Dr. Yahirun's research asks how the family, as a social institution, contributes to inequalities in health and well-being over the life course. This work investigates three major themes: 1) the role of family in the lives of immigrants, 2) how increasing family complexity challenges the kinship safety net, and 3) how family relationships shape individual health outcomes. Throughout her work, she pays particular attention to how gender, race/ethnicity, and socioeconomic status stratify access to a variety of resources, with implications for how the “linked lives” of family members leads to inequality at the population level.
Families and Migration
Migration is a family affair. The United States in particular has historically encouraged migration through family-based reunification. Yet even in countries that have traditionally relied on labor-based models of migration, family networks are a critical source of information about new destinations and can help facilitate settlement once in the new country. Dr. Yahirun's research examines the ways in which families are central to understanding immigrant life and investigates how differences between migrant and non-migrant families can lead to broader inequalities.
She recently worked on a project that asks how the U.S. migration of adult children affects the well-being of parents left behind in Mexico (Yahirun and Arenas, 2018). Using data on undocumented migrants from the Mexican Family Life Survey, she finds that children’s U.S. migration increases parental loneliness and sadness, even after accounting for the remittances that offspring send home. These results are not surprising given that border security and undocumented migration make it difficult, if not impossible, for parents and children to see each other again.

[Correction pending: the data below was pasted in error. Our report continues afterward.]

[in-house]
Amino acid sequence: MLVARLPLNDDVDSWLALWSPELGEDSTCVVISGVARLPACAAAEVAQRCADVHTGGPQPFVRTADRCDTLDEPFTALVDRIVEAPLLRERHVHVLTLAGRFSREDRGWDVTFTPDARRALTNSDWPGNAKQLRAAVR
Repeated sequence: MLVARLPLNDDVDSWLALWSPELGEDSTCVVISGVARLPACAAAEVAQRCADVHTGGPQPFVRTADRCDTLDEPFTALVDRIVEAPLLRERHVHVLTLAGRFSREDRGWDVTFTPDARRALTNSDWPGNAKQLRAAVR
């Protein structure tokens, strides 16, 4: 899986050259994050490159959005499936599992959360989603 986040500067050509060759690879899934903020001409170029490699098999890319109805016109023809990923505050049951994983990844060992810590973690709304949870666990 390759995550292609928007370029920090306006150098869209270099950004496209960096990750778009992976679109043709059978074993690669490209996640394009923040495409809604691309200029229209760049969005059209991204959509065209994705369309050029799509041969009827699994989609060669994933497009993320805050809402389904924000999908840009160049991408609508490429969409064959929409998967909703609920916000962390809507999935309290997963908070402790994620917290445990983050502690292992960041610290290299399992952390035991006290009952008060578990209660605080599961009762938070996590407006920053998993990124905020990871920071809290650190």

Family as a Safety Net
Increased longevity among older adults today translates to the potential for more frequent and meaningful interactions with younger generations. However, macro-level changes in family structure such as rising rates of divorce and cohabitation challenge the potential for greater intergenerational ties. Dr. Yahirun's work looks at the ways in which increasing family complexity and family diversity affect the relationships between family members and the implications this has for accessing the family safety net.
A recent paper examines how divorce, remarriage, and re-partnering affect relationships across three-generation families. This project (Yahirun, Park and Seltzer, 2018) shows that racial and ethnic minorities and those with less education are more likely to have step-grandchildren. A contribution of this project is to illustrate how the share of older adults with any step-grandchildren is disproportionately distributed across the population. Prior research has found that there is less support in stepfamilies compared to biological families. Thus, determining which groups are more likely to be affected by complex family histories sheds light on the potential growing disparity in access to the family safety net by socioeconomic status, race, and ethnicity.
Families and Health
The socioeconomic gradient in health is a well-established finding in the social science literature: individuals with access to more socioeconomic resources tend to have better health behaviors and health outcomes that those with fewer resources. Yet a growing body of work also points to the way in which family members’ resources shape individual health outcomes. Dr. Yahirun's research adds to this work and asks how the education of adult children shapes older adult health. She examines this question in two contexts: Mexico and the United States.
A current paper (with Connor Sheehan and Krysia Mossakowski, forthcoming) examines how U.S. parents’ depression trajectories are affected by children’s college attainment. Preliminary results reveal that parents with children who completed college have significantly lower levels of depressive symptoms than parents without college-educated children. Although this mental health disparity decreases with age, the influence of children’s education on parental mental health is increasing in significance across birth cohorts. These findings highlight the growing importance of education as an intergenerational resource, which contributes to mental health disparities among older adults in the United States.